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lavA member of the mint family, lavender is a common perennial shrub that grows in any Mediterranean-like climate. Lavender has thin, woody stalks, with thin silvery gray leaves that are bushy at the base of the stem. At the top sits the skinny purple flowers, loaded with aromatic oil.

An ancient cure for headaches, lavender’s restorative powers are still extolled by aroma therapists. The flavor is floral, although some consider it soapy. In fact lavender has been used in wash water since ancient times. The name comes from the Latin lavare, meaning “to wash,” and is the root of the word lavatory (wash room) and the Spanish lavanderia (laundry).

Lavender is an integral part of the French seasoning blend Herbes de Provençe (my favorite blend ever!), but on its own it enhances all kinds of foods, just like its cousins rosemary, oregano, and sage. On the sweet side of the kitchen lavender has become popular as a dessert flavor, used in combination with fruits, chocolate, and vanilla. Here, I am harnessing its earthier characteristics.

Look for lavender in Latin American markets, health food stores, and specialty grocers. Or plant your own!

Purple Potatoes with Lavender

If you’ve never seen a purple potato, don’t be afraid! Their dark skin conceals a beautifully vibrate purple flesh that tastes like a sweeter version of any average potato. It is a waxy potato, so if you have trouble locating it use red or white new potatoes instead.


8 to 10 small purple Peruvian potatoes
1 tsp. kosher salt
6 TB. unsalted butter
1/4 cup lavender buds, crushed
1 tsp. sea salt


  1. In a large saucepan cover potatoes with water, add kosher salt, and boil until potatoes are tender. Strain water off potatoes and set aside to cool. When cool, slice potatoes into medallions.
  2. In a large sauté pan melt butter over medium heat. Add lavender and cook until butter solids turn dark brown. (Don’t be alarmed if they turn a little black. That just adds to the flavor.) Add potatoes and sea salt, and toss to coat. Serve immediately.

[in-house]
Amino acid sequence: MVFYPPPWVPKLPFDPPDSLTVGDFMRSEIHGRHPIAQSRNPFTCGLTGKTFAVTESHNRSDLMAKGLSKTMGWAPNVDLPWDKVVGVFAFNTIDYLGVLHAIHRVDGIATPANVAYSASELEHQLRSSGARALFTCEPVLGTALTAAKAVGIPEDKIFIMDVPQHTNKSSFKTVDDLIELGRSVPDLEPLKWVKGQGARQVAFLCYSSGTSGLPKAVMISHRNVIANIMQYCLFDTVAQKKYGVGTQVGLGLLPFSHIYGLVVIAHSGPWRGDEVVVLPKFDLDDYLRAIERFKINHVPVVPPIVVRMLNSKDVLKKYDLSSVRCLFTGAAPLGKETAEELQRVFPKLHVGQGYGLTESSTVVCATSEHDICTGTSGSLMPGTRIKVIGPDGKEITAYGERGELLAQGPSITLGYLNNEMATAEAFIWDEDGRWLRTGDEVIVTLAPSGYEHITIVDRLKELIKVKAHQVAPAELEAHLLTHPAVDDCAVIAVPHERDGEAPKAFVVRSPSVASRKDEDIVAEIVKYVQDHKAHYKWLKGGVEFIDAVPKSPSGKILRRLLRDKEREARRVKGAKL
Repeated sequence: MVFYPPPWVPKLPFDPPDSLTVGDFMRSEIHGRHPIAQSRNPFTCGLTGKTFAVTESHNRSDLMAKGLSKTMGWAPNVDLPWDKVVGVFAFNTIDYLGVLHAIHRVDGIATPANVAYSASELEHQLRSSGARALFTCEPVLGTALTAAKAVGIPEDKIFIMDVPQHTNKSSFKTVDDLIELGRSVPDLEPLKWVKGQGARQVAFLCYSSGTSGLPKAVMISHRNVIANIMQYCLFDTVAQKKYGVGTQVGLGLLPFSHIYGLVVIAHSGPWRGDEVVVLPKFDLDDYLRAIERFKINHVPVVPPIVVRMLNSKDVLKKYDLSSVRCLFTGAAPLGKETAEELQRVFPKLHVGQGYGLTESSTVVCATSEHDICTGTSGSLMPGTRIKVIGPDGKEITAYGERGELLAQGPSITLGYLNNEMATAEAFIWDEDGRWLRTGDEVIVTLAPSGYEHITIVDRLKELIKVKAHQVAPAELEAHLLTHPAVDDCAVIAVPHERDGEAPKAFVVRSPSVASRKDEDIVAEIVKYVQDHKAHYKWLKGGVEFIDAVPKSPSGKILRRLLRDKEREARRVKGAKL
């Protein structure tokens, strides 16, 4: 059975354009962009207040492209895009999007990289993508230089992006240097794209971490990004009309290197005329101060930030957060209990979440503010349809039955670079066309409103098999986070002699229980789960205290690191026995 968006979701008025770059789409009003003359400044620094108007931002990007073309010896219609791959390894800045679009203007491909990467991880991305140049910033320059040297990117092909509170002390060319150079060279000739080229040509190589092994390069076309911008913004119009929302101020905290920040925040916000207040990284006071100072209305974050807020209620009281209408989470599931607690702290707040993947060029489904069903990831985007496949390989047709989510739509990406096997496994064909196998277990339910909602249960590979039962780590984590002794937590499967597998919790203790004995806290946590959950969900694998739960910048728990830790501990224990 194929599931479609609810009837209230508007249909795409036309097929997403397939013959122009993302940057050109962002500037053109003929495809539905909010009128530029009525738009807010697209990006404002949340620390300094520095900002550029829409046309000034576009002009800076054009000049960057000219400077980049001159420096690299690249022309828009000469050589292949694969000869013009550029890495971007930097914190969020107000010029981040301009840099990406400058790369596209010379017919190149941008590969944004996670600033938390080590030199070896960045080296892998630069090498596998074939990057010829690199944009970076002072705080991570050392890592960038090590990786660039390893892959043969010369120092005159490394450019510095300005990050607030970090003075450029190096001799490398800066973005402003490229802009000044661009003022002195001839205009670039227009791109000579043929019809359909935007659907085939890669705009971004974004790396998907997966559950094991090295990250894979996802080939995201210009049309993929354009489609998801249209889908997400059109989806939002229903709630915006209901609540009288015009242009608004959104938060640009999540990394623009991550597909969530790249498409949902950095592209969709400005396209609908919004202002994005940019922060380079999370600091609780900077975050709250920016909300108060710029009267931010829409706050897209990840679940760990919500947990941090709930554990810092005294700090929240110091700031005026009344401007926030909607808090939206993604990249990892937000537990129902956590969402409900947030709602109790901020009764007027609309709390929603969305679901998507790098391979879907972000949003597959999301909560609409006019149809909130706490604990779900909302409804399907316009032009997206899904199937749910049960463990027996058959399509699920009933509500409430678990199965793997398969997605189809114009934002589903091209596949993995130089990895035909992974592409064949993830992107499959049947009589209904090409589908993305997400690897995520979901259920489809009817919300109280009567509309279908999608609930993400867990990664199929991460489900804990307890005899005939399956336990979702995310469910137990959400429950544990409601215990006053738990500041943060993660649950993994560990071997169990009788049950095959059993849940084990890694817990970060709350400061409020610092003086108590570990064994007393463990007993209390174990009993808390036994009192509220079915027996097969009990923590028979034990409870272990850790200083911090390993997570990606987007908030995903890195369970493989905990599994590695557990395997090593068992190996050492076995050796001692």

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Quinoa Herb Salad

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qunoaI have been inundated with vegans lately.  I don’t know why, but so many of my friends have gone animal free lately.  I have no problem with it, and I would join them, if it wasn’t for all the delicious meats.  But never fear – there are plenty of filling vegetable based dishes in my repertoire, including this one from my salad book.

Pronounced KEEN-WAH, this tiny grain was first cultivated and cherished by the Incas and Aztecs. It is extremely high in protein and has a light, delicate, almost nutty flavor that pairs easily with all sorts of ingredients. When it cooks, the grain opens up slightly, producing a texture that is slightly crunchy, but not at all tough.

Quinoa is a nice change of pace from rice, served plain as an accompaniment to braised meats and stews. Or it can be made into a warm, flavorful pilaf, with onions, herbs, nuts, and dried fruits. Here we let it cool, then mix it with a flavorful dressing. The herbs are the perfect complement adding a fresh profile while still letting the grain’s flavor shine.

Quinoa can be found today in health food stores and most large supermarkets. If you buy it in bulk, be sure to rinse it well. The grain has a natural, soapy film that serves as its own natural insect repellant. Rinsing through a colander with cold water for 30-60 seconds will suffice.
keen wah

Quinoa Herb Salad


4 cups water
1-1/2 cup quinoa
1 large shallot, minced
1/4 cup fresh thyme, minced
1/4 cup fresh sage, minced
1/4 cup fresh tarragon, minced
juice and zest of 1 lemon
3 TB. olive oil
1/2 small red onion
1 cup cherry tomatoes, halved
1 cucumber, diced
1/4 cup fresh basil leaves
1/4 cup flat leaf parsley leaves
1/2 cup sliced almonds


  1. Bring water to a boil over high heat. Add quinoa, reduce heat, cover, and simmer 15 minutes, until tender. Drain and spread onto a baking sheet to cool and dry. Set aside.
  2. In a large bowl mix together shallot, thyme, sage, tarragon, lemon zest and juice, and oil. Add onion, tomato, cucumber, and cooled quinoa. Stir thoroughly to coat, and chill at least 30 minutes. Toss in basil, parsley, and almonds just before serving.